General Introduction

Professor and neurosurgeon, Lars Leskell of the Karolinska Institute in Stockholm, Sweden, first recognized the need for an instrument to target deep-seated intracranial structures without the risks of invasive open skull surgery in the late 1940s, and introduced the concept of stereotactic radiosurgery. After 20 years of further research, he developed the first functional Gamma Knife along with Professor Borge Larsson, and the Elekta Company in 1968.

Through advanced imaging, and three-dimensional planning techniques, gamma knife radiosurgery delivers multiple, very narrow beams of gamma radiation to small targets inside the brain. It sends radiation beams through holes in a device called the collimator helmet. Only at the point where all the gamma beams converge at a single, finely focused point is enough radiation delivered to treat the diseased tissue while the surrounding healthy tissue is left unharmed.

In August 1999, MASEP developed the rotary gamma system in China. The rotary gamma system uses 25 Cobalt sources distributed in a spiral mode, and rotates with collimator to precisely target a selected lesion. The rotary gamma system features the precision focusing of the Leskell gamma knife, yet allows for dynamic gamma beams, instead of the static beams provided by the non-rotational Leskell design. The advantage is obvious.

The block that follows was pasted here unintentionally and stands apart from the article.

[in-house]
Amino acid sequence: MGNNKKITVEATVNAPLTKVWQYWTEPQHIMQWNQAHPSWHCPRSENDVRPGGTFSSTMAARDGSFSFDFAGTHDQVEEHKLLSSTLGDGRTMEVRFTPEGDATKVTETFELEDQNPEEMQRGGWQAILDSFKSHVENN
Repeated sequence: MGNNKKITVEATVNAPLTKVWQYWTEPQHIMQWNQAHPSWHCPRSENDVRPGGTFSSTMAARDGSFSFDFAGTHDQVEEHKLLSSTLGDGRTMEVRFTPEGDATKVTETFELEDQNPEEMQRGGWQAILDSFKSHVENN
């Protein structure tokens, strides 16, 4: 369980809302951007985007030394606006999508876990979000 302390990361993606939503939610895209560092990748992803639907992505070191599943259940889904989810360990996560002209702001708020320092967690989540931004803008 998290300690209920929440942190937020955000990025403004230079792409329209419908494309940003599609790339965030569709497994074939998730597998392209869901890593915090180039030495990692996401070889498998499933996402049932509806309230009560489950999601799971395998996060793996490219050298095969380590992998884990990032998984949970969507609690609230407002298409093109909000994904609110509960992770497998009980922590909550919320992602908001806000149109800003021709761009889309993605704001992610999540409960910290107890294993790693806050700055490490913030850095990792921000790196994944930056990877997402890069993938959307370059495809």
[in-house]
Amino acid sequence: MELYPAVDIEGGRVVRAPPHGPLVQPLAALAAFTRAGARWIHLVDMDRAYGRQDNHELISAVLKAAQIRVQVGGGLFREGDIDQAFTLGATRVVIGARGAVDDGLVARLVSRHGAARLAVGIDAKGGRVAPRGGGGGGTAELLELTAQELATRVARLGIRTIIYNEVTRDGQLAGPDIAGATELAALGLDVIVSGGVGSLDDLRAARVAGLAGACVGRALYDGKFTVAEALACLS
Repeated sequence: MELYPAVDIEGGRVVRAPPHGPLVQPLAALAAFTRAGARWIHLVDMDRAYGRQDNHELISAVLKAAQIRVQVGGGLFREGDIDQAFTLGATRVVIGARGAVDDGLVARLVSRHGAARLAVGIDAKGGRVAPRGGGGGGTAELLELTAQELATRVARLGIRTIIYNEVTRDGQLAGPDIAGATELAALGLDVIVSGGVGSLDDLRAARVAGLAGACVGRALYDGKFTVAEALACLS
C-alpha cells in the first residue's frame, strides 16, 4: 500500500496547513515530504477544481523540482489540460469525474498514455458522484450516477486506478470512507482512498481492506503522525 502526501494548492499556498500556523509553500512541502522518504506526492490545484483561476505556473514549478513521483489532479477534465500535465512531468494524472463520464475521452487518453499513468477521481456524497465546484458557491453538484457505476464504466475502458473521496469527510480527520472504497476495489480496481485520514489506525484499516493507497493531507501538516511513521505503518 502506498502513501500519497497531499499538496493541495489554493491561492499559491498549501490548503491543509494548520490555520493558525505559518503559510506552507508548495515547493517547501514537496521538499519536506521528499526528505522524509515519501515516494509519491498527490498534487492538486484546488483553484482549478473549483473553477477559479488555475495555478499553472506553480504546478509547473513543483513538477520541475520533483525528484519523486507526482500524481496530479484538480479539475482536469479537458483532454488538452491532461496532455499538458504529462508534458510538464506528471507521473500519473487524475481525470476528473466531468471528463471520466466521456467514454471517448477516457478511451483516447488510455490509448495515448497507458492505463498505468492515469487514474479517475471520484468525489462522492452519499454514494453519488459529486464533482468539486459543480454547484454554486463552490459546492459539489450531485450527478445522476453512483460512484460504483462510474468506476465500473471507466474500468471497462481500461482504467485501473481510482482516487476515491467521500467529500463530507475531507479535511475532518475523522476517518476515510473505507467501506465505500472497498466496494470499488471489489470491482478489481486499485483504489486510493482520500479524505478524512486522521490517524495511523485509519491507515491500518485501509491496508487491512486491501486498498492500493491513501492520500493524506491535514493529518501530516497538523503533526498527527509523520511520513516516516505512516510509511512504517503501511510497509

It delivers the same dose rate at the focal point while reducing the number of radioactive sources. This technique provides less harm to healthy tissues. The focal point is sharp and crystal clear.

A variety of indications including AVM, benign and malignant tumors, and functional diseases can be treated
with Gamma radiosurgery. Many previously untreatable conditions are now treatable. There is minimal risk of  of post-treatment complications, plus a high cure rate. In addition, the procedure is painless, and patients can return to their regular daily schedules within a couple of days. The gamma system uses 25  Cobalt-60 sources distributed on the surface of a hemispherical shell in spiral mode.  Passing through collimators, gamma rays are precisely converged in the center of the sphere forming the focus. During treatment, the stereotactic system aligns the selected lesion with the focus. The rotary gamma system retains the precision focusing design in similar device while greatly enhancing the focal quality as a result of rotary concept.

In similar Gamma Knife, each gamma beam is static.  MASEP focusing is dynamic and rotating in 360 degrees. However, both static and dynamic focusing deliver the same amount of radiation to destroy intracranial lesions.  At the same time, the radiation of gamma rays to surrounding healthy tissues is small so that the damage to surrounding healthy tissues is minimized.
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